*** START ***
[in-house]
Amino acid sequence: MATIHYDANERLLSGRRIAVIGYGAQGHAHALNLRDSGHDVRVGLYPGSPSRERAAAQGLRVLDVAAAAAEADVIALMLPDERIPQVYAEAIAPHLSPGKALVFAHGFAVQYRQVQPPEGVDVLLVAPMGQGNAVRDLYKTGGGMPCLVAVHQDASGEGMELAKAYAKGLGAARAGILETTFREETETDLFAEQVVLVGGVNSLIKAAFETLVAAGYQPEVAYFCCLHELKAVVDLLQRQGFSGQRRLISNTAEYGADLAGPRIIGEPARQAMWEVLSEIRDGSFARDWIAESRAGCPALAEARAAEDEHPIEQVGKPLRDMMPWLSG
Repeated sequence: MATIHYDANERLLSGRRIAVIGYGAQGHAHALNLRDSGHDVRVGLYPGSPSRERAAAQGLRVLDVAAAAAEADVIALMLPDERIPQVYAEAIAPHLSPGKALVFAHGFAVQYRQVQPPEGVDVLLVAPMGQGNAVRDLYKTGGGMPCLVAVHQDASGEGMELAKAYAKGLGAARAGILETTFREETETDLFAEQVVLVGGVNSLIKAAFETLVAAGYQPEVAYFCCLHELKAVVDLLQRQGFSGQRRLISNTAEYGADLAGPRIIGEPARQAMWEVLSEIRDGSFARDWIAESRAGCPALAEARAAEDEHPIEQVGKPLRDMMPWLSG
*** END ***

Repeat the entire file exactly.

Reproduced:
[in-house]
Amino acid sequence: MATIHYDANERLLSGRRIAVIGYGAQGHAHALNLRDSGHDVRVGLYPGSPSRERAAAQGLRVLDVAAAAAEADVIALMLPDERIPQVYAEAIAPHLSPGKALVFAHGFAVQYRQVQPPEGVDVLLVAPMGQGNAVRDLYKTGGGMPCLVAVHQDASGEGMELAKAYAKGLGAARAGILETTFREETETDLFAEQVVLVGGVNSLIKAAFETLVAAGYQPEVAYFCCLHELKAVVDLLQRQGFSGQRRLISNTAEYGADLAGPRIIGEPARQAMWEVLSEIRDGSFARDWIAESRAGCPALAEARAAEDEHPIEQVGKPLRDMMPWLSG
Repeated sequence: MATIHYDANERLLSGRRIAVIGYGAQGHAHALNLRDSGHDVRVGLYPGSPSRERAAAQGLRVLDVAAAAAEADVIALMLPDERIPQVYAEAIAPHLSPGKALVFAHGFAVQYRQVQPPEGVDVLLVAPMGQGNAVRDLYKTGGGMPCLVAVHQDASGEGMELAKAYAKGLGAARAGILETTFREETETDLFAEQVVLVGGVNSLIKAAFETLVAAGYQPEVAYFCCLHELKAVVDLLQRQGFSGQRRLISNTAEYGADLAGPRIIGEPARQAMWEVLSEIRDGSFARDWIAESRAGCPALAEARAAEDEHPIEQVGKPLRDMMPWLSG